Gond Painting: A Visual Narrative of Voiced Traditions
Reverberating with stories, beliefs, and emotions of a live tradition, Gond painting is a saga of colorful, rhythmic songs on the surface. Creating a rich visual narrative in the form of wonderful lines, dots, and dashes, the painting connects the past and the present, the people and nature, the spiritual and the physical world.
One of the distinguished forms of folk and tribal art, Gond painting is primarily practiced by the Pardhan Gond, a clan of the large Gond tribe of Dravidian origin. They were the illustrious storytellers of the Gond tribal community. Gond art, in an almost literal sense, is the translation of these songs into images of good fortune.
With a population of 4.4 million, Gond is the second largest tribal community in Central India, whose origin can be traced back to the pre-Aryan era. Though predominantly centered in Madhya Pradesh, they are present in significant numbers in the states of Chhattisgarh, Maharashtra, Telangana, Andhra Pradesh, and Odisha.
The word Gond comes from the Dravidian expression ‘Kond’ meaning “the green mountain” a reference to the Vindhya and Satpura mountain ranges where most of the Gond people reside since the 14th century. They were traditionally described as Raj Gond, though in their language they call themselves ‘Koi’ or ‘Koitur’, a word common to most Gondi dialects. Their language is related to Telugu and other Dravidian languages but some of them speak Indo-Aryan languages including Hindi.
Gondi people ancestrally followed the non-canonical art forms handed over to generations through ritual and oral stories. Many of the Gond customs echo that of their Mesolithic forbearers. The custom of decorating walls of their houses is an activity that may originate in cave-dwelling traditions of their ancestors.
With the inherent belief of Viewing a good image begets good luck, the Gond decorate the walls and floors of their houses with traditional motifs. According to the Gond belief system, each and everything whether it is a hill, river, rock or a tree is inhibited by a spirit and, consequently, is sacred. So Gond people paint them as a form of respect and reverence. Digna and Bhittichitra are painted on the grounds and earthworks of the houses. Besides depicting the local flora and fauna and Goddess such as Marahi Devi and Phulvari Devi (Goddess Kali), Gonds also paint the objects of daily life with vibrant and bright colors.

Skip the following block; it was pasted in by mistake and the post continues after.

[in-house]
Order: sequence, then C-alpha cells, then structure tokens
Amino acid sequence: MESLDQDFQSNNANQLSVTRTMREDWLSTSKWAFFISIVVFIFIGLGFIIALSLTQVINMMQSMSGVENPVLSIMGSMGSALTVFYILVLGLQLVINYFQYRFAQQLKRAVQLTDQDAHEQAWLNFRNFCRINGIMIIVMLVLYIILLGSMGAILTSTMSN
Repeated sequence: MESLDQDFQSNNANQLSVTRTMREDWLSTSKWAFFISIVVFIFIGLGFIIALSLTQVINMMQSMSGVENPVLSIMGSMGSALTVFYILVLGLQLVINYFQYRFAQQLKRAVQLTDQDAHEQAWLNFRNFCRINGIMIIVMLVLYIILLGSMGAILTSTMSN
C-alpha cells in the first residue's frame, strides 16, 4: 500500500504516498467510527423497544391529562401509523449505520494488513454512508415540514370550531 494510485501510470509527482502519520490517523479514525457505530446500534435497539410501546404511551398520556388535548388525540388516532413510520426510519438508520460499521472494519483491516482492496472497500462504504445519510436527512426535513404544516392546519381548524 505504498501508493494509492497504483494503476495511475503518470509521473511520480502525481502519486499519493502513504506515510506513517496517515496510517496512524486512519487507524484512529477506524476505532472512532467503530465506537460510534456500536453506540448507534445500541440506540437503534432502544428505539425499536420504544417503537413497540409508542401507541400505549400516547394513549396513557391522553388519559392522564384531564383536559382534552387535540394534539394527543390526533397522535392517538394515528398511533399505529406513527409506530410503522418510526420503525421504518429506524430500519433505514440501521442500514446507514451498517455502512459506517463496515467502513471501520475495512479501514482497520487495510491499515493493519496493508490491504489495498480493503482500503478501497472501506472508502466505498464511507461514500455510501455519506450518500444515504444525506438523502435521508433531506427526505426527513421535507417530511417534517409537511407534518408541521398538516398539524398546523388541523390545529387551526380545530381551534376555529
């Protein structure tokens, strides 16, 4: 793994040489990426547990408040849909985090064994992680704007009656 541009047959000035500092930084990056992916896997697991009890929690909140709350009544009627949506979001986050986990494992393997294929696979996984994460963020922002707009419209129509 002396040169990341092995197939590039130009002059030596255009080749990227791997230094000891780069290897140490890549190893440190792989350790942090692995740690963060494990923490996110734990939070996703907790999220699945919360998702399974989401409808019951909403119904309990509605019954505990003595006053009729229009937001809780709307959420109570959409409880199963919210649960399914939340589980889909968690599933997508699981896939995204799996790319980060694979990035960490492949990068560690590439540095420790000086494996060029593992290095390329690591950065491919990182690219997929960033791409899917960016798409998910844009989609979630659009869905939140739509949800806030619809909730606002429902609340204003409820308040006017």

Traditionally made on festive occasions such as Karwa Chauth, Diwali, Ashtami and Nag Panchami, the Gond painting depicts various celebrations, rituals and man’s relationship with nature. The predominant theme is veneration of nature and the symbiotic relationship between birds, snakes, and peacocks, beasts and trees.
Gond art is linear in style with a wide variety of lines and small dots, dashes and fish scales. The outline is drawn with utmost care then the filling is added by thin and tiny strokes and dots. The artists use natural colors derived from charcoal, colored soil, plant sap, leaves, and cow dung. More specifically, yellow from Chhui mitti, brown from Gheru mitti and red is obtained from Hibiscus flower. The imaginative use of the line imparts a sense of movement to the still images. The paintings are an offering in worship of nature and are also a mode of seeking protection and warding off evil.
The first Gond artist to gain national recognition was Jangarh Singh Shyam and the present genre of Gond painting is called ‘Jangarh Kalam’ after his pioneering style. He was the first artist to paint on paper and canvas. After his first exhibition in Bharat Bhavan in 1981, Jangarh’s meteoric rise to fame was marked by his acclaimed exhibitions in Paris and Tokyo but ended on a tragic note with his suicide in 2001.
Today, many talented artists’ works including Suresh Kumar Dhurve can be seen on the canvases in art galleries internationally. The work of Gond artists is rooted in their folk tales and culture, and thus story-telling is a strong element of every painting. However, today every artist has a personal style and has developed a specific language within these narratives creating a richness of aesthetic forms and styles.
Rekindling the art forms with their contemporary understanding, the Gond artists are experimenting with new mediums, thoughts while keeping the style intact. The new concepts and subjects are imbued with the traditional, spiritual and cultural heritage of the artist.
In 2006, Gond art and storytelling entered the medium of animation in ‘The Tallest Story Competition’, a collection of animated tribal folktales from Central India. The Gond film ‘Best of the Best’ was the most popular film in the series and the artist Venkat Raman Singh Shyam was invited to visit Scotland to receive a trophy for the film. Since then several Gond artists have traveled abroad for exhibitions and Pardhan Gond paintings have gained popularity in the mainstream art market.
Today, Gond art products such as Gond painting on wood, painted wooden trays and boxes have become extremely popular globally. The Indian government is making efforts to preserve the Gond painting. A ‘Must Art Gallery’, the world’s first art gallery dedicated to Gond art, is created in New Delhi by art connoisseurs. Unlike so many treasures of Indian culture that have slipped through the cracks of time and were lost forever, the future of Gond art looks vibrant and colorful as the paintings.